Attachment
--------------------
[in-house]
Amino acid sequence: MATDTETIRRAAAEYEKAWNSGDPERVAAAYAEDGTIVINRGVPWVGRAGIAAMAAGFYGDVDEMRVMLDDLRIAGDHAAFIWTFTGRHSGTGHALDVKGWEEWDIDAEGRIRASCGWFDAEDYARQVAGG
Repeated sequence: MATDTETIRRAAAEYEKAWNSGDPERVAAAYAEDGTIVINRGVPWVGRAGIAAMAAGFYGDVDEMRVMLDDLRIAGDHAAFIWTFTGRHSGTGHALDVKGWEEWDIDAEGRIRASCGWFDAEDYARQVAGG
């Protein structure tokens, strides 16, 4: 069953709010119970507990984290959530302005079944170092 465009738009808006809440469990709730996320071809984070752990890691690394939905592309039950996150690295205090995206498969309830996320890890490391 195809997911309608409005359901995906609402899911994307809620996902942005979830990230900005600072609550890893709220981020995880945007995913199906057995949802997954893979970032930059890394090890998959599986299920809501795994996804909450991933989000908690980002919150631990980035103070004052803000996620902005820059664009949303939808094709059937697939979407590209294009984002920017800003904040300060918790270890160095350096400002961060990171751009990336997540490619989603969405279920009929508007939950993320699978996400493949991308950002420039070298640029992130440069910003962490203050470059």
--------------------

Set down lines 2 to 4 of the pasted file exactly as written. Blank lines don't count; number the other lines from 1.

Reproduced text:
Amino acid sequence: MATDTETIRRAAAEYEKAWNSGDPERVAAAYAEDGTIVINRGVPWVGRAGIAAMAAGFYGDVDEMRVMLDDLRIAGDHAAFIWTFTGRHSGTGHALDVKGWEEWDIDAEGRIRASCGWFDAEDYARQVAGG
Repeated sequence: MATDTETIRRAAAEYEKAWNSGDPERVAAAYAEDGTIVINRGVPWVGRAGIAAMAAGFYGDVDEMRVMLDDLRIAGDHAAFIWTFTGRHSGTGHALDVKGWEEWDIDAEGRIRASCGWFDAEDYARQVAGG
């Protein structure tokens, strides 16, 4: 069953709010119970507990984290959530302005079944170092 465009738009808006809440469990709730996320071809984070752990890691690394939905592309039950996150690295205090995206498969309830996320890890490391 195809997911309608409005359901995906609402899911994307809620996902942005979830990230900005600072609550890893709220981020995880945007995913199906057995949802997954893979970032930059890394090890998959599986299920809501795994996804909450991933989000908690980002919150631990980035103070004052803000996620902005820059664009949303939808094709059937697939979407590209294009984002920017800003904040300060918790270890160095350096400002961060990171751009990336997540490619989603969405279920009929508007939950993320699978996400493949991308950002420039070298640029992130440069910003962490203050470059």